This was by no means Daniel’s favorite film, and boy, is it ever long, but I think it’s a terrific and silly fantasy. Chitty Chitty Bang Bang is based on the children’s novel by Ian Fleming, and, since Albert Broccoli and his company were making the Bond films from Fleming’s books, it seemed like a good investment. Also since, in 1967, they had Roald Dahl on their Rolodex – he had written the screenplay for You Only Live Twice – they had somebody to phone who had lots of experience in writing good children’s fiction to turn Fleming’s novel into a good script.
Dick Van Dyke had been in the habit of making films in between seasons of his sitcom The Dick Van Dyke Show in the early sixties. Of these, of course, Mary Poppins is the best-known. He was hugely in demand after the series ended and regularly in front of cameras. I suspect that Chitty Chitty Bang Bang had a very long shoot. It filmed across three countries and required the use of those gigantic stages on Pinewood that the 007 people were typically using for bases inside volcanoes, and was released in time for Christmas 1968.
Cast opposite Van Dyke was Sally Ann Howes, who was principally a stage actress, with dozens of hugely successful roles on Broadway and the West End over her career. Also in the cast, a few names familiar from the 1960s Bond films, including Gert Frobe and Desmond Llewellyn, and, just to show there were no hard feelings for Columbia not returning the rights to Casino Royale and making that very silly spoof film instead, Broccoli hired one of Casino‘s five credited directors, Ken Hughes, to shoot this.
Like Casino, this is a movie that really could use some scissors taken to it. It’s in two sections with an intermission, about 84 and 60 minutes each. Those first 84 could have been trimmed by a good fifteen minutes, if not more. Our son has really started to rebel against songs in movies, and there are some really long numbers in the first section. He got restless and fidgety and, on a couple of occasions, got up to lie down behind the sofa just to put an end to all this nonsense and wait for this car to fly like I told him would happen.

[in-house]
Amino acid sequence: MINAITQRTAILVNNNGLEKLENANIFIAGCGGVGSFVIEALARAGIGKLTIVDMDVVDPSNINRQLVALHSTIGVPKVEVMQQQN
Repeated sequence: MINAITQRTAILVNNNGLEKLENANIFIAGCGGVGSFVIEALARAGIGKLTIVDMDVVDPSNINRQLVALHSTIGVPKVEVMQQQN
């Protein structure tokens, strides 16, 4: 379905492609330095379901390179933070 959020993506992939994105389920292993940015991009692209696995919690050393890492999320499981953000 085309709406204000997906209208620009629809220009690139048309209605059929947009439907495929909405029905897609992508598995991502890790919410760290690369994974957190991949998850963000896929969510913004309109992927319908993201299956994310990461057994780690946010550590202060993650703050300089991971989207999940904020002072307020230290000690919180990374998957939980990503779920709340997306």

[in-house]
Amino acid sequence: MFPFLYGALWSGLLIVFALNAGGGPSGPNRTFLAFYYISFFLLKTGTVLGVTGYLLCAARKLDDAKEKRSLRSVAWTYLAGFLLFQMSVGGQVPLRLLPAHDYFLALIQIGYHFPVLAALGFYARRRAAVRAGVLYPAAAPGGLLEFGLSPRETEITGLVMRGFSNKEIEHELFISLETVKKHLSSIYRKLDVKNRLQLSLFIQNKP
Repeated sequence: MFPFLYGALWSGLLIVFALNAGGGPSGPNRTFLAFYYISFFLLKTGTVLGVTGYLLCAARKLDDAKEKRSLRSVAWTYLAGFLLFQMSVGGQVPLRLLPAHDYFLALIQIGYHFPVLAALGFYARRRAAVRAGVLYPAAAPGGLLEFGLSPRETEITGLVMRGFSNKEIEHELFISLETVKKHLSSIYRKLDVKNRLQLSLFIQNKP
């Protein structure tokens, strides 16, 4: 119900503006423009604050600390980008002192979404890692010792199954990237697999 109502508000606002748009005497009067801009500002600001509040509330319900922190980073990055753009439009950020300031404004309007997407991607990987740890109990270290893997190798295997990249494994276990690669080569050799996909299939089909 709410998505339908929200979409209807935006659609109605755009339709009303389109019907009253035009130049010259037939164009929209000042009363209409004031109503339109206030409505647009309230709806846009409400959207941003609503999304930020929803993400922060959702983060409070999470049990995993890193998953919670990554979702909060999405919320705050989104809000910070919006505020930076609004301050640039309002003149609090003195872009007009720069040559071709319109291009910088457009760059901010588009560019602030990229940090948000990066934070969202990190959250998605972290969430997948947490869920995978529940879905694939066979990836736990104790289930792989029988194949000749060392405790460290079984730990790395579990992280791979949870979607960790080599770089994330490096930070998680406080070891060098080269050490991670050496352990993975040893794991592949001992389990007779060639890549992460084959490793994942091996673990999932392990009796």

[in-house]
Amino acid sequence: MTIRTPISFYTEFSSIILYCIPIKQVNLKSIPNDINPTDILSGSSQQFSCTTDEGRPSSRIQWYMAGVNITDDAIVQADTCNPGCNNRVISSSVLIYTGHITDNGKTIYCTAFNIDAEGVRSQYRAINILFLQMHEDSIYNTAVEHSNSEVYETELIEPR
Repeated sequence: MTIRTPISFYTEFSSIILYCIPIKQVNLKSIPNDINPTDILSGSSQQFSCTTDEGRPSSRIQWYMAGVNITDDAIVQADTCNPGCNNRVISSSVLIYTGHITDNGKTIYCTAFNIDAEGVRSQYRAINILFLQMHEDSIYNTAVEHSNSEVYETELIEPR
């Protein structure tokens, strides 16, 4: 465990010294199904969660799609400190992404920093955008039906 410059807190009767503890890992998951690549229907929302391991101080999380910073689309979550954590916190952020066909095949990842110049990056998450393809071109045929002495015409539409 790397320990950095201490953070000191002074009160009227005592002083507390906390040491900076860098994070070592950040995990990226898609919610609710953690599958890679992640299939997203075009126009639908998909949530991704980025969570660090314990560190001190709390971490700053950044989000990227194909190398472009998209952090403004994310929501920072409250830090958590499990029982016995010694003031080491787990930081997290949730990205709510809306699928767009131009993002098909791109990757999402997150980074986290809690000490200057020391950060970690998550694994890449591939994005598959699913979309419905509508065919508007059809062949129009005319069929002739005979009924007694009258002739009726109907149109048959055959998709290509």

Then he met the Child Catcher and it wasn’t boredom that sent him behind the sofa. See, if you’ve never seen this movie, its central conflict is a long fantasy story that Dick Van Dyke’s eccentric inventor, Caractacus Potts, tells, in which he and his children and his new friend (and, possibly, fiancée) are beset by agents from the country of Vulgaria who want his magical car. They have to fly to Vulgaria after Potts’ father, played by Lionel Jeffries, is accidentally abducted by the baron’s agents.
In Vulgaria, children are forbidden because the baroness, played by Anna Quayle, is afraid of them. She has employed this really freaky dude to capture them. The Child Catcher is played with bizarre energy by the late Robert Helpmann, a celebrated Australian dancer, director of that country’s national ballet theater, with a list of honors and awards as long as your arm, and he’s best known for less than fifteen minutes onscreen luring children into cages with lollipops. He is absolutely horrifying to little ones. There were so many tears welled up in my son’s eyes that I teared up a little just looking at how shaken he was!
Chitty Chitty Bang Bang is flawed, but it’s aged extremely well and we were mostly entertained by it, even if our son’s restlessness during the longer sections got pretty exasperating. We probably should have taken more advantage of the movie’s intermission, but four is a little young for this one and we would have done better to wait another year or so. For adults, you’ve got the sumptuous production and giant sets and wonderful chemistry between the leads, and if their romance seems just a little too inevitable, well, you need to have your heart polished up a little bit.
Now, about getting the darn theme tune out of my head…